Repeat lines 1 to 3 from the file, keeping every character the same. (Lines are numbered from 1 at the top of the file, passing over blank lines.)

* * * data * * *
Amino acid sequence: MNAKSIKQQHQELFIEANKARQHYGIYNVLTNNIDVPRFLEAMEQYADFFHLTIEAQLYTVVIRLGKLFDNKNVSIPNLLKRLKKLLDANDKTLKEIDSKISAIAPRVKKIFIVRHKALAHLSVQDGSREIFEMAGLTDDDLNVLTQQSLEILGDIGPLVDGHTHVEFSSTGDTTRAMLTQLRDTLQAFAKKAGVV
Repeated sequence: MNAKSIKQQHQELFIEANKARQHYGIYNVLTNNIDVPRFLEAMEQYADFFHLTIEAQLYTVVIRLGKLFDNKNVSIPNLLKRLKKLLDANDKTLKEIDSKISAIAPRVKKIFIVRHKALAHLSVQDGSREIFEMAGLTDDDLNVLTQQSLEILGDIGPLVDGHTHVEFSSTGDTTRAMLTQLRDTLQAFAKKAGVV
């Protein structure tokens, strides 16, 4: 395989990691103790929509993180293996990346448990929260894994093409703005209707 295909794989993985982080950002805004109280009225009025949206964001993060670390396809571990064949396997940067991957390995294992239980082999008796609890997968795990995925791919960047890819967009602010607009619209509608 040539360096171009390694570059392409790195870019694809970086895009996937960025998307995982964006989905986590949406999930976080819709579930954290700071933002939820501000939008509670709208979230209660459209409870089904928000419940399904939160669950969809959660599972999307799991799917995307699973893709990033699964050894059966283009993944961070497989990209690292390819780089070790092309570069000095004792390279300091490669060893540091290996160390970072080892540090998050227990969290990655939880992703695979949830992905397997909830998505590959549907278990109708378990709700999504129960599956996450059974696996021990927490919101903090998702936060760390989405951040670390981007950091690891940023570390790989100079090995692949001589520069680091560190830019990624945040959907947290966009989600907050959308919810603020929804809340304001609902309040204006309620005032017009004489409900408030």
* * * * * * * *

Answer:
Amino acid sequence: MNAKSIKQQHQELFIEANKARQHYGIYNVLTNNIDVPRFLEAMEQYADFFHLTIEAQLYTVVIRLGKLFDNKNVSIPNLLKRLKKLLDANDKTLKEIDSKISAIAPRVKKIFIVRHKALAHLSVQDGSREIFEMAGLTDDDLNVLTQQSLEILGDIGPLVDGHTHVEFSSTGDTTRAMLTQLRDTLQAFAKKAGVV
Repeated sequence: MNAKSIKQQHQELFIEANKARQHYGIYNVLTNNIDVPRFLEAMEQYADFFHLTIEAQLYTVVIRLGKLFDNKNVSIPNLLKRLKKLLDANDKTLKEIDSKISAIAPRVKKIFIVRHKALAHLSVQDGSREIFEMAGLTDDDLNVLTQQSLEILGDIGPLVDGHTHVEFSSTGDTTRAMLTQLRDTLQAFAKKAGVV
């Protein structure tokens, strides 16, 4: 395989990691103790929509993180293996990346448990929260894994093409703005209707 295909794989993985982080950002805004109280009225009025949206964001993060670390396809571990064949396997940067991957390995294992239980082999008796609890997968795990995925791919960047890819967009602010607009619209509608 040539360096171009390694570059392409790195870019694809970086895009996937960025998307995982964006989905986590949406999930976080819709579930954290700071933002939820501000939008509670709208979230209660459209409870089904928000419940399904939160669950969809959660599972999307799991799917995307699973893709990033699964050894059966283009993944961070497989990209690292390819780089070790092309570069000095004792390279300091490669060893540091290996160390970072080892540090998050227990969290990655939880992703695979949830992905397997909830998505590959549907278990109708378990709700999504129960599956996450059974696996021990927490919101903090998702936060760390989405951040670390981007950091690891940023570390790989100079090995692949001589520069680091560190830019990624945040959907947290966009989600907050959308919810603020929804809340304001609902309040204006309620005032017009004489409900408030």